It was the Army faction, the Wallingford House Party which removed him in May 1659 and came to terms with Parliament and at a meeting on May 2nd it was decided that the Rump Parliament be recalled and the oligarchic government of the early 1650.s restored.

However Richard Cromwell refused to dissolve Parliament but ceded on 22nd April, parliament was then dissolved and the Rump recalled on 7th and 25th of May.

Richard known as ‘Tumbledown Dick’ was granted a pension and his debts cleared and he just faded from the scene, but continuing to live in Whitehall. He eventually lived in France under the name of John Clarke and for long was thought to be a dangerous person.

Hursley Church, Hampshire where Richard was buried.

He returned to England in 1680 and lived in Cheshunt, dying on July 12th 1712 aged 85. He thus can be classed as one of the longest-lived ‘rulers’, and his nine-month reign one of the shortest de facto.

(1) This parliament was dominated by moderate presbyterians, crypto-royalists and a small number of Commonwealth-men or republicans.

wikipedia.org/Pics.

26th January 1554. Wyatt’s Rebellion.

On the death of Henry VIII in 1547 and only when Catholic Queen Mary had succeeded to the throne in 1553 did Cardinal Reginald Pole feel safe to return from abroad. He succeeded Cranmer in 1556 who along with Latimer and Ridley, was to go to the stake as Mary dispatched all opposition.

Another threat posed was Wyatt’s Rebellion proclaimed at Rochester, Kent Today in 1554 and which along with the Duke of Northumberland’s attempt to put Lady Jane Grey on the throne posed a threat which Mary couldn’t ignore.

Graffiti of Thomas Lord Cobham in Tower of London, interned as a follower of Wyatt.

Wyatt’s rebellion was a series of uprisings in the south, Welsh Marches and Midlands resulting in an abortive march on London with the main intention being to block the Spanish marriage of Mary and to dethrone and replace her with the Protestant half-sister Elizabeth who would marry Edward Courtenay.

Other rebel leaders were keen to replace Mary such as the Duke of Suffolk, the father of Lady Jane Grey who wanted to put his daughter on the throne. Set to be defeated it resulted in the execution of Jane and and her husband Guildford Dudley. A shadow was thus cast over Elizabeth as another possible contender.

After the rebellion was put down the trial of Sir Thomas Wyatt the Younger took place at Westminster Hall on 15th March which fortunately didn’t implicate Elizabeth.

His execution was delayed to April 11th to see whether Mary’s sister Elizabeth would compromise herself and she was kept under strict observation thereon being imprisoned at Woodstock suspected of plotting.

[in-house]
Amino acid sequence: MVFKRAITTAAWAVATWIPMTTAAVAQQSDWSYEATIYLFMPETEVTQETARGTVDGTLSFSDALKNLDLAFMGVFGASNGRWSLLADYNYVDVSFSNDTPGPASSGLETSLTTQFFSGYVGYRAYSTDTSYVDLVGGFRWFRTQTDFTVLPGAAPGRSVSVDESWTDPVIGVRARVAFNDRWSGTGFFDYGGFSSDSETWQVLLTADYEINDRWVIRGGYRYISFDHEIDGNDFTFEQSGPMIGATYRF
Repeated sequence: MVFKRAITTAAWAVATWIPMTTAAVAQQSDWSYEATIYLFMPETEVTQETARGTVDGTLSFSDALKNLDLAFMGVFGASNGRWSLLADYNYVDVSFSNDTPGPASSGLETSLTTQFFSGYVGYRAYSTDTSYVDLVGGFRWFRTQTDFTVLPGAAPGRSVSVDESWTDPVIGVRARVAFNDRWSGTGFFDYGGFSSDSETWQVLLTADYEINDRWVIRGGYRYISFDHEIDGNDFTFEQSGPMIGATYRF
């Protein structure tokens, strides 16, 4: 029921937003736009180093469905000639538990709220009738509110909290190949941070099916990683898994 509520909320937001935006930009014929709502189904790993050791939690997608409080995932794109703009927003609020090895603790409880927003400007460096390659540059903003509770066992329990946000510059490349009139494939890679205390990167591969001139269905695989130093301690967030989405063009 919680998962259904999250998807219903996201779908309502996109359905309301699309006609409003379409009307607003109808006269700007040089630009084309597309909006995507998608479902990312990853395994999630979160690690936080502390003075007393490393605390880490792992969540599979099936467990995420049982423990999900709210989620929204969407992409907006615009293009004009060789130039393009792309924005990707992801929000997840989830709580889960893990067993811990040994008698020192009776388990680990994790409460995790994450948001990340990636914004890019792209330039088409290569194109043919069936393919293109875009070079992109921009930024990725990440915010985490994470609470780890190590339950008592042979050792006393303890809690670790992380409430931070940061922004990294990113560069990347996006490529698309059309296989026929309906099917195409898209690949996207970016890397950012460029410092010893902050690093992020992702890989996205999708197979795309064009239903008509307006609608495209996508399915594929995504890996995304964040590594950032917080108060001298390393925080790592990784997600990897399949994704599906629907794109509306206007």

In the event Elizabeth survived to become queen in 1558 a symbol of a glorious new age.

References:

tudorsociety.com.

pinterest/Pic.

slideplayer/Pic.

25th January 1896. Unconquerable Sun.

Pope Leo I condemned the Christian practice when standing on the doorstep of the Apostle’s Basilica, of turning and adoring the rising sun: Paganism and Christianity have always marched parri-passu.

The ancient myths have been portrayed by artists down the ages including Lord Leighton who died Today in 1896. Many portray the eternal story of the killing and rising of the god signifying death, passage through the underworld and re-birth as in Leighton’s, ‘Return of the Persephone’ 1891.(1)

Myth Analysis: The Myth of Persephone. Early Science. Explains the Seasons. Pomegranate seed. Winter: the third of the year when Persephone is in the Underworld. Spring: when she returns. The Return of Persephone. Frederic Leighton

They form a corpus of art which tell of ancient fertility cults involving worship and sacrifice of a sacred king and reincarnation, a ritual of many cults from the Norse Baldur to the Egyptian myths of Osiris celebrating the return of vegetation and who dies at harvest, a theme developed by the Romans in the Unconquerable Sun who is reincarnated in the spring.

Many associated cults are observed in the Greco-Roman Mysteries of Eleusius, Dionysus and Orpheus and syncretised by the nascent Christians in their personification of god as man in Jesus, paralleled by the Roman belief in the divine nature of Augustus.

Pagan tradition spoke of the ‘Year King’ the human victim who was chosen and sacrificed as winter turned to spring and buried in the hope his body would come to life again with the rising grain. Everyone could share in the rebirth by eating bread from the grain.

It was a tradition later celebrated in medieval and later folk tale and songs of John Barleycorn the personification of the barley cereal who dies so others can live by being eaten as bread. All were attempts to manipulate the natural world by sympathetic magic and all in the name survival whose faint echoes are seen today in Christian harvest festivals and the Eucharist.

(1) Leighton born 3.12.1830 was the the shortest holder of a barony when he died the day after his peerage patent was issued.

Ref: The Golden Bough. J.Frazer.

Ref: Wikipedia Frazer J.

Ref: googleimages/slide player.